The richness of Japan’s history and art is immediate and tangible, but the culture that produced it often seems impenetrable. Move beyond appearances on this popular 16-day tour and gain comprehensive insight into the beauty and mystique of this wonderful land, from its Shinto and Buddhist temples and Zen gardens to its hypermodern cities and contemporary quirks. Explore old and new world Tokyo, understand the devastation at Hiroshima, and enjoy a week in Kyoto, discovering its temples, museums and traditions, with day trips to Nara, the ancient capital, and the bamboo groves of Arashiyama.
The contrast of a contemporary metropolis against the backdrop of Edo-period Tokyo
The serene history of some of Japan’s finest landscaped gardens and shrines
Complex military pasts: from Kanazawa’s wooden teahouses and Samurai culture to Hiroshima’s peace memorials
The floating world of the geisha in Kyoto’s Gion
An overwhelming cultural patrimony in art and history, dating back to the 6th century
A unique cuisine using the freshest produce that perfectly reflects the seasons
Hyper-modern Tokyo’s bright lights, quirky youth culture and staggering range of private and public museums
Kyoto’s Zen temples and stone gardens, colourful geisha and historic arts and crafts
Kanazawa’s famed Kenrokuen, one of Japan’s most significant and seasonal gardens
The moving display of human resilience at Hiroshima’s Peace Memorial
Speeding through the countryside on the Shinkansen or bullet train
Soaring bamboo groves in Arashiyama and Japan’s early capital, Nara: ancient landscapes and cities
Kaiseki dining: a multi-course, seasonal meal perfectly complemented by traditional Japanese architecture
Days 1–4: Explore Tokyo’s KoishikawaKorakuen garden, Senso-ji Temple, Nezu and Ota museums and Ginza’s exclusive boutiques.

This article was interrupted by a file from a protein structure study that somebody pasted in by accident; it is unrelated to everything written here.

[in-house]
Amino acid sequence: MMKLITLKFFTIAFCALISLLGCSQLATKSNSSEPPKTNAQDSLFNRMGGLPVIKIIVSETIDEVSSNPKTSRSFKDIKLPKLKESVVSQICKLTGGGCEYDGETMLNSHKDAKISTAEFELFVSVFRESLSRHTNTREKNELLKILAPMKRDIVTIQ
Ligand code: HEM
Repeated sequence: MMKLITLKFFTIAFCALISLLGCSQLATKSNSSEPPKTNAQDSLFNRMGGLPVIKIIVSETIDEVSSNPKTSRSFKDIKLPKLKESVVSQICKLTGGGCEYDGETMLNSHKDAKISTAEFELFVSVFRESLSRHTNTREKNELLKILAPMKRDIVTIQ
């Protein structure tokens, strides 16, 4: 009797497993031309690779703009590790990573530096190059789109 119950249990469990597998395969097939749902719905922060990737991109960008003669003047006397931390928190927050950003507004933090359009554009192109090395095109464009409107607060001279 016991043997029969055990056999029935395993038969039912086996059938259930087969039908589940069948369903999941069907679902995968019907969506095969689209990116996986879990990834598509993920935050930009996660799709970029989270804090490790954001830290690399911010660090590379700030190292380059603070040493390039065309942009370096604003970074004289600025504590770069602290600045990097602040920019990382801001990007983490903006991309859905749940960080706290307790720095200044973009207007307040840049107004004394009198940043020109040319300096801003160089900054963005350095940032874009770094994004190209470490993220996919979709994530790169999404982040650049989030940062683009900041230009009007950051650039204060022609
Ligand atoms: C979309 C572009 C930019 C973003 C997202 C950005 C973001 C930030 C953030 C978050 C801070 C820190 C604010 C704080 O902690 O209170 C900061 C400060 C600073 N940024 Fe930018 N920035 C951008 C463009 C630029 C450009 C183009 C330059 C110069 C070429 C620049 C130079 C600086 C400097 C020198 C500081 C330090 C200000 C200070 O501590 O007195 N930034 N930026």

Days 5–6: Bullet train to Kanazawa; visit the Samurai district, wooden teahouses and Kenrokuen garden.
Days 7–8: In Hiroshima, visit the Peace Memorial and Miyajima’s Itsukushima shrine.
Days 9–12: Bullet train to Kyoto to explore its art, history and culture. Stroll through the geisha district, encounter Zen Buddhism in temples, shrines and gardens, and participate in a traditional tea ceremony.
Days 13–14: Day trips to Arashiyama and historic Nara.
Days 15–16: Free day to discover Nishiki market or Kyoto’s many traditional crafts. Departure.
A detailed itinerary for this tour is available. Click on the link above to view or download.
Qantas, Japan Airlines and ANA have daily flights to Tokyo, with return connections through Tokyo from Osaka. Contact us for quotes and bookings.
Included meals are shown with the symbols B, L and D.
Friday May 10: Arrive Tokyo
The tour commences in the Tokyo hotel this evening. Your tour leader, Kathleen Olive will meet you in the lobby before a light dinner in the hotel. Overnight Tokyo (D)
Saturday May 11: Tokyo
Our touring commences with a visit to the National Museum in Ueno park which contains a large collection of Japanese artwork, cultural items and historical artefacts from ancient times to the 19th century. We continue to the Edo period garden of Koishikawa Korakuen built in the Tokyo residence of the ruling Tokugawa family. As with most traditional Japanese gardens, Korakuen seeks to reproduce famous landscapes in miniature using ponds, stones, trees and man-made hills to replicate Japanese scenery. After a welcome lunch in a Japanese restaurant, we visit the colourful and popular Sensoji Temple in Asakusa, one of Tokyo’s oldest neighbourhoods. Ovenight Tokyo (B, L)
Sunday May 12: Harajuku
This morning we head to the vibrant and fashionable suburb of Harajuku where our first stop is the Nezu Museum to see its large collection of calligraphy, painting, bamboo, sculpture, ceramics and textiles. We also visit the Ota Memorial Museum of Art to view its fantastic collection of Ukiyo-e woodblock print and painting masterpieces by renowned artists such as Hokusai, Hiroshige and Utamaro. A stroll through trendy Takeshita street uncovers the many fashion boutiques and costume shops frequented by Japan’s teen subculture, while walking back along Omotesando is more akin to the Champs-Élysées. After lunch, we visit the Meiji Shrine, a Shinto haven of peace and tranquillity in the bustling city and dedicated to the reformist Emperor Meiji who led the end of feudalisation and the modernisation and westernisation of Japan. Overnight Tokyo (B, L)